Have you heard the term “rational numbers?” Are you wondering, “What is a rational number?” If so, you’re in the right place!
In this article, we’ll discuss the rational number definition, give rational numbers examples, and offer some tips and tricks for understanding if a number is rational or irrational.
What Is A Rational Number?
In order to understand what rational numbers are, we first need to cover some basic math definitions:
- Integers are whole numbers (like 1, 2, 3, and 4) and their negative counterparts (like -1, -2, -3, and -4).
- Fractions are numbers that are expressed as ratios. A fraction is a part of a whole.
- Fractions have numerators, which are the numbers on the top of the fraction that show the parts taken from the whole.
- Fractions also have denominators, which are the numbers on the bottom of the fraction that show how many parts are in the whole.
Okay! Now that we know those terms, let’s turn to our original question.
What is a rational number?
A rational number is a number that can be expressed as a fraction where both the numerator and the denominator in the fraction are integers. The denominator in a rational number cannot be zero.
Expressed as an equation, a rational number is a number
where a and b are both integers.
This equation shows that all integers, finite decimals, and repeating decimals are rational numbers. In other words, most numbers are rational numbers.
Here’s a hint: if you’re working with a number with a long line of different decimals, then your number is irrational! If you’re working with an integer or a number with terminal or repeating decimals (like 1.333333), then your number is rational!
Rational Number Examples
Now that we know the rational number definition, let’s use that definition to examine some numbers and see if they’re rational or not.
Let’s start with the number 6.
The number 6 is an integer. It’s also a rational number. Why?
Because 6 can also be expressed as 6/1.
When expressed as 6, both the numerator and the denominator are integers. The denominator doesn’t equal 0.
What about the number -6?
-6 can be written as -6/1. Or 6/-1.
Either way, -6 is a rational number, because it can be expressed as a fraction where the numerator and denominator are integers and the denominator doesn’t equal 0.
What’s an Irrational Number?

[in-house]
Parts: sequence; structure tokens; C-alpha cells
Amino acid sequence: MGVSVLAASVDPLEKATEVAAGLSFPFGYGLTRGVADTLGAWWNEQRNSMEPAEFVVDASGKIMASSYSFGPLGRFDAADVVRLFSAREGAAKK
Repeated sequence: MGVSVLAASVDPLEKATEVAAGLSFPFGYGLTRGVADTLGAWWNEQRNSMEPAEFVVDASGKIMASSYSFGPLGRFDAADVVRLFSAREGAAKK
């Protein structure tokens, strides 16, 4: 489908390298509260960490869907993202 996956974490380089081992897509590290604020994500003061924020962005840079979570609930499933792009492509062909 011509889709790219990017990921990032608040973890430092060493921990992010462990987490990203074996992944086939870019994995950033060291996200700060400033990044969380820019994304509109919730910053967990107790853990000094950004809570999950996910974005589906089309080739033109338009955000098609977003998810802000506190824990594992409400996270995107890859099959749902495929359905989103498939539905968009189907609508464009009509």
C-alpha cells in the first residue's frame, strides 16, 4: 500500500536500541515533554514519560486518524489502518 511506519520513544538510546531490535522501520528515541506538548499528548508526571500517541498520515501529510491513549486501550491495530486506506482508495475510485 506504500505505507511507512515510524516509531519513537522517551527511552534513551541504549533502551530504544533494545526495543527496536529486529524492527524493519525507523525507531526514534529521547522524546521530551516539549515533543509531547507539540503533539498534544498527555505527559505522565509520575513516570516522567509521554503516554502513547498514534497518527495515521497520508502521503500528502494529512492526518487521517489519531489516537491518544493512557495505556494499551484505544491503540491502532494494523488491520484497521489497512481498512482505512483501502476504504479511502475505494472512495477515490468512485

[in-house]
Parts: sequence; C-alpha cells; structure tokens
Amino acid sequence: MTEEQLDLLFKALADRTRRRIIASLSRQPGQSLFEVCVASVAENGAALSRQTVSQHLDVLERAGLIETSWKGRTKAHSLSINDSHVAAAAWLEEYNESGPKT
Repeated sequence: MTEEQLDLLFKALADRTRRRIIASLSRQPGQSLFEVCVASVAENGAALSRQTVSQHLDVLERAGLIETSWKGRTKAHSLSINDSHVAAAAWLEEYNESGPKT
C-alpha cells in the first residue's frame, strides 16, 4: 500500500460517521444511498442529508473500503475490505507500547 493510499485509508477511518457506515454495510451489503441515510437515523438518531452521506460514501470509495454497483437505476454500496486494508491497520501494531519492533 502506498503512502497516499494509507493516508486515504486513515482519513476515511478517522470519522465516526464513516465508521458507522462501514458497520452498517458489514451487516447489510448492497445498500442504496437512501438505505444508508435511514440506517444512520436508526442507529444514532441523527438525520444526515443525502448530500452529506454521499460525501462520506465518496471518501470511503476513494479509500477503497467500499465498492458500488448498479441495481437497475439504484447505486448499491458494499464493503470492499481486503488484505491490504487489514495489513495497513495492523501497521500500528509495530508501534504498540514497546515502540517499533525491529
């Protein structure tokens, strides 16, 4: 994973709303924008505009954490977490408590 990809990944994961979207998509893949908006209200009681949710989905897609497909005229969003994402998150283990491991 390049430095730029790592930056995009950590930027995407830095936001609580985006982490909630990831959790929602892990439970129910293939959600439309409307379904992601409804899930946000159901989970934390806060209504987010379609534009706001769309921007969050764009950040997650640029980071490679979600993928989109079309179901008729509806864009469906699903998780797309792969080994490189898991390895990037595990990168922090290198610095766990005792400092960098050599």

The opposite of rational numbers are irrational numbers.
In simple terms, irrational numbers are real numbers that can’t be written as a simple fraction like 6/1.
π is a real number. But it’s also an irrational number, because you can’t write π as a simple fraction:
π = 3.1415926535897932384626433832795 (and counting)
There’s no way to write π as a simple fraction, so it’s irrational.
The same goes for √2.
The √2 equals 1.4142135623730950...(etc).
You can’t make √2 into a simple fraction, so it’s an irrational number.
Famous Irrational Numbers
There aren’t any famous rational numbers, because the vast majority of numbers are rational. There are a few famous irrational numbers. Here are some ones you might have seen:
- e: The number e (Euler's Number) is another famous irrational number. People have also calculated e to lots of decimal places without any pattern showing. The first few digits look like this: 2.7182818284590452353602874713527.
- π: People have calculated Pi to over a quadrillion decimal places and still there is no pattern. The first few digits look like this: 3.1415926535897932384626433832795
- √: Many square roots, cube roots, etc are also irrational numbers. Examples:
- √3 = 1.7320508075688772935274463415059 (etc)
- √99 = 9.9498743710661995473447982100121 (etc)
Not all square roots are irrational numbers, though! If your square root results in a whole number (like √4 or √9), then you actually are working with a rational number!
That’s not the only thing you have to be careful about! Sometimes, multiplying two irrational numbers will result in a rational number. For example,
√2 * √2 = 2
2 is a rational number.
Rational numbers are numbers that can be expressed as simple fractions.
Irrational numbers are numbers that can’t be expressed as simple fractions.
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Hayley Milliman is a former teacher turned writer who blogs about education, history, and technology. When she was a teacher, Hayley's students regularly scored in the 99th percentile thanks to her passion for making topics digestible and accessible. In addition to her work for PrepScholar, Hayley is the author of Museum Hack's Guide to History's Fiercest Females.